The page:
Generational lifespan convergence and the longevity revolution: Are people truly living longer?

Jack E. James*

*Corresponding author for this work

Research output: Contribution to journalArticlepeer-review

Abstract

Inspection of mortality data from long-lived populations in eight European countries shows life expectancy for people of advanced age to have lengthened only marginally since 1850.
Evidence of persistent generational lifespan convergence in those countries implies that longevity plateauing rather than lifespan extension may be an inevitable feature of long-lived populations.
Rather than living longer in the sense implied by lifespan extension, evidence from long-lived populations indicates that more people as a proportion of total population are approaching relatively fixed finite limits of human lifespan.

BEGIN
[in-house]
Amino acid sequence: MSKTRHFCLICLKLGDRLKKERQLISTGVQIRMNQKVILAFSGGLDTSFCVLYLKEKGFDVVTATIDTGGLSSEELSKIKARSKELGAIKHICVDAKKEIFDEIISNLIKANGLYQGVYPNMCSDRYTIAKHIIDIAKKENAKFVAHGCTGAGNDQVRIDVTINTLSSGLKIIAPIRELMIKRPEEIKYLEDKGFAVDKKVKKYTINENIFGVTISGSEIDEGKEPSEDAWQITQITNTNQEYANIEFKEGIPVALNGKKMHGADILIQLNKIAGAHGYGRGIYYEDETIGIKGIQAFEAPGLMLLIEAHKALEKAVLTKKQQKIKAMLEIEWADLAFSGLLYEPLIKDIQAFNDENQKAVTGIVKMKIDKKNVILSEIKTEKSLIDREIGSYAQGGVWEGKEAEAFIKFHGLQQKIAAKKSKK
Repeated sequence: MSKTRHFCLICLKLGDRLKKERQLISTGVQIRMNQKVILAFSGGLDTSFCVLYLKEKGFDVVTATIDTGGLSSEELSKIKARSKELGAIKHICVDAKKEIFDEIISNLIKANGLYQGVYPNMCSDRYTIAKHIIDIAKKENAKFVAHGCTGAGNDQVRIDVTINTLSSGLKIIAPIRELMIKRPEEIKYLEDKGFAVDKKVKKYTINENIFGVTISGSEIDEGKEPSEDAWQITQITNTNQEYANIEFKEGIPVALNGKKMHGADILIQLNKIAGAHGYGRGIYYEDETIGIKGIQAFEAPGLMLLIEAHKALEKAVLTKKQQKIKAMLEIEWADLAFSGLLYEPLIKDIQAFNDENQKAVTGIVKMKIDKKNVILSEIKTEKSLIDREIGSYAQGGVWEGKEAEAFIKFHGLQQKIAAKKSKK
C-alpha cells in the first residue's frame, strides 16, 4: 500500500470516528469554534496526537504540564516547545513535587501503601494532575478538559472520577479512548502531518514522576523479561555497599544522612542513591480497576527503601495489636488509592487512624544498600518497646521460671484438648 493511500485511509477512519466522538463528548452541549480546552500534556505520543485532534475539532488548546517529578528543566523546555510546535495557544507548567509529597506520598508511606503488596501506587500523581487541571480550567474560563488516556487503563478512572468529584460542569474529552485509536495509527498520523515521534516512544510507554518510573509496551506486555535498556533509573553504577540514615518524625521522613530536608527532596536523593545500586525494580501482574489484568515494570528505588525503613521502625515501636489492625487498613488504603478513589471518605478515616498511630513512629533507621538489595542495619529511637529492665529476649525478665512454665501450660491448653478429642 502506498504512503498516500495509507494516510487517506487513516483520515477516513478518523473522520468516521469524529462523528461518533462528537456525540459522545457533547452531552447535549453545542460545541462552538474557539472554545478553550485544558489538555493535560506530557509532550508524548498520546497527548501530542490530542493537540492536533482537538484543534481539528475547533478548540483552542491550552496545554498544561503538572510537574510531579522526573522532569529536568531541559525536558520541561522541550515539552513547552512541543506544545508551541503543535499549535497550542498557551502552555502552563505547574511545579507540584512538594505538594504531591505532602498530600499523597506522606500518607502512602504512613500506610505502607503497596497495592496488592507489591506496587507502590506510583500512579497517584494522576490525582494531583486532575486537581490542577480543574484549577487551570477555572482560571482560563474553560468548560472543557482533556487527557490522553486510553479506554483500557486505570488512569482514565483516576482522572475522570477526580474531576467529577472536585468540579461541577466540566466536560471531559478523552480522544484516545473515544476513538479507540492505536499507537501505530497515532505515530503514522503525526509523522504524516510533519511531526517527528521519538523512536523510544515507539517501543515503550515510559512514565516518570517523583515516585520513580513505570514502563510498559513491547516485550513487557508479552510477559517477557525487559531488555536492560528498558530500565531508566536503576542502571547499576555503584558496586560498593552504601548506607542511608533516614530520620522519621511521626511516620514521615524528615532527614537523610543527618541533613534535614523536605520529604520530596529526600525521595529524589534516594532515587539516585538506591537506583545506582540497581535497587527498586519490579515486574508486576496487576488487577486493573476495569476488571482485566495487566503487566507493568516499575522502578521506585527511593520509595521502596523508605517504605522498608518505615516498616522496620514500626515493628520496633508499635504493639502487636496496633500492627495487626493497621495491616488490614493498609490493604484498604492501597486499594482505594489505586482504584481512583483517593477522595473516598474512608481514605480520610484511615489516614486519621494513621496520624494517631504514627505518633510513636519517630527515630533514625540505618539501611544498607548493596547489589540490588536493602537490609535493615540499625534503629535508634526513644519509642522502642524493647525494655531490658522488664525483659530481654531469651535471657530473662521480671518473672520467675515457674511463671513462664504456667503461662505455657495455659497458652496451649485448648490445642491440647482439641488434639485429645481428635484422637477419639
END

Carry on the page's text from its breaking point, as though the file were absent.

Original languageEnglish
Article numbere13185
JournalEuropean Journal of Clinical Investigation
Volume50
Issue number1
DOIs
Publication statusPublished - 1 Jan 2020

Other keywords

  • epidemiologic transition
  • generational lifespan convergence
  • human lifespan
  • human mortality database
  • life expectancy
  • longevity plateau
  • longevity revolution

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